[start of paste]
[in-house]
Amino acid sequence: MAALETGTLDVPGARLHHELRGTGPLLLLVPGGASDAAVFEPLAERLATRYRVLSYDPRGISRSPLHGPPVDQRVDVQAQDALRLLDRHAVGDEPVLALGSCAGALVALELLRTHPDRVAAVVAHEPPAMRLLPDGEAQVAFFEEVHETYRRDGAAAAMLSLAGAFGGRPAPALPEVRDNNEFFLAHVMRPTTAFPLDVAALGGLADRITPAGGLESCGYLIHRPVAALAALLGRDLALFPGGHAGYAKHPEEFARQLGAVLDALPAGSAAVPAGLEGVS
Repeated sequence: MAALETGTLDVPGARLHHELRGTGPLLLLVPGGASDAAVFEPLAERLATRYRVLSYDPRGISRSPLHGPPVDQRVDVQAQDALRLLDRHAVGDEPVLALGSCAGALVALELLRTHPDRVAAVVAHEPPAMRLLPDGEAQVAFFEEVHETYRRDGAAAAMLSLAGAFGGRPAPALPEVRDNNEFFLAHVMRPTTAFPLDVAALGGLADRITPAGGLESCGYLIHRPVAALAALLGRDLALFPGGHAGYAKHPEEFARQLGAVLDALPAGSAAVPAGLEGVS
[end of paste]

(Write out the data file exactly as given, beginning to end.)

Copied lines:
[in-house]
Amino acid sequence: MAALETGTLDVPGARLHHELRGTGPLLLLVPGGASDAAVFEPLAERLATRYRVLSYDPRGISRSPLHGPPVDQRVDVQAQDALRLLDRHAVGDEPVLALGSCAGALVALELLRTHPDRVAAVVAHEPPAMRLLPDGEAQVAFFEEVHETYRRDGAAAAMLSLAGAFGGRPAPALPEVRDNNEFFLAHVMRPTTAFPLDVAALGGLADRITPAGGLESCGYLIHRPVAALAALLGRDLALFPGGHAGYAKHPEEFARQLGAVLDALPAGSAAVPAGLEGVS
Repeated sequence: MAALETGTLDVPGARLHHELRGTGPLLLLVPGGASDAAVFEPLAERLATRYRVLSYDPRGISRSPLHGPPVDQRVDVQAQDALRLLDRHAVGDEPVLALGSCAGALVALELLRTHPDRVAAVVAHEPPAMRLLPDGEAQVAFFEEVHETYRRDGAAAAMLSLAGAFGGRPAPALPEVRDNNEFFLAHVMRPTTAFPLDVAALGGLADRITPAGGLESCGYLIHRPVAALAALLGRDLALFPGGHAGYAKHPEEFARQLGAVLDALPAGSAAVPAGLEGVS